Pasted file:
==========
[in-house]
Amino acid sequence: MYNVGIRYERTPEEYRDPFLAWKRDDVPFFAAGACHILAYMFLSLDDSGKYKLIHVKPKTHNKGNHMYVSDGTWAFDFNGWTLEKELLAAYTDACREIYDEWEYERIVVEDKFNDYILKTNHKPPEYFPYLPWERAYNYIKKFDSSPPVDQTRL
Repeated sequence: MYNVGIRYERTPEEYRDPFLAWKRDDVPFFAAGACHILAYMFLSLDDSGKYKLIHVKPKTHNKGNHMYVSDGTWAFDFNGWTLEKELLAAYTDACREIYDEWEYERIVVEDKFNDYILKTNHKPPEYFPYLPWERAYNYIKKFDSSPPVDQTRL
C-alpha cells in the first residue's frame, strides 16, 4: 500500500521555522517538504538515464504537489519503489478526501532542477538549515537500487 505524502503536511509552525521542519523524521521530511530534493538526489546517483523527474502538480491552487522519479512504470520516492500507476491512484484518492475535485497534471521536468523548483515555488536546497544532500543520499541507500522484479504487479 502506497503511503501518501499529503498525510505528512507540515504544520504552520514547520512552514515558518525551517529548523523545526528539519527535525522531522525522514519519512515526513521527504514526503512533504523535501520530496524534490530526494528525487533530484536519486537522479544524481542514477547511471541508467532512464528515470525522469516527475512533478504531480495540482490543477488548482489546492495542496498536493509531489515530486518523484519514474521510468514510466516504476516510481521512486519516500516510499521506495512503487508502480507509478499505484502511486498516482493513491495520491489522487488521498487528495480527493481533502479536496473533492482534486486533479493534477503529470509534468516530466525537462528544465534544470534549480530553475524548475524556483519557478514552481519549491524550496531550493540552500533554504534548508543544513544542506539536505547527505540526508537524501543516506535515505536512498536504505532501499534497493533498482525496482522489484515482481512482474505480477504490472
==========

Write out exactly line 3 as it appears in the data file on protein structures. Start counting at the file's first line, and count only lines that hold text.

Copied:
Repeated sequence: MYNVGIRYERTPEEYRDPFLAWKRDDVPFFAAGACHILAYMFLSLDDSGKYKLIHVKPKTHNKGNHMYVSDGTWAFDFNGWTLEKELLAAYTDACREIYDEWEYERIVVEDKFNDYILKTNHKPPEYFPYLPWERAYNYIKKFDSSPPVDQTRL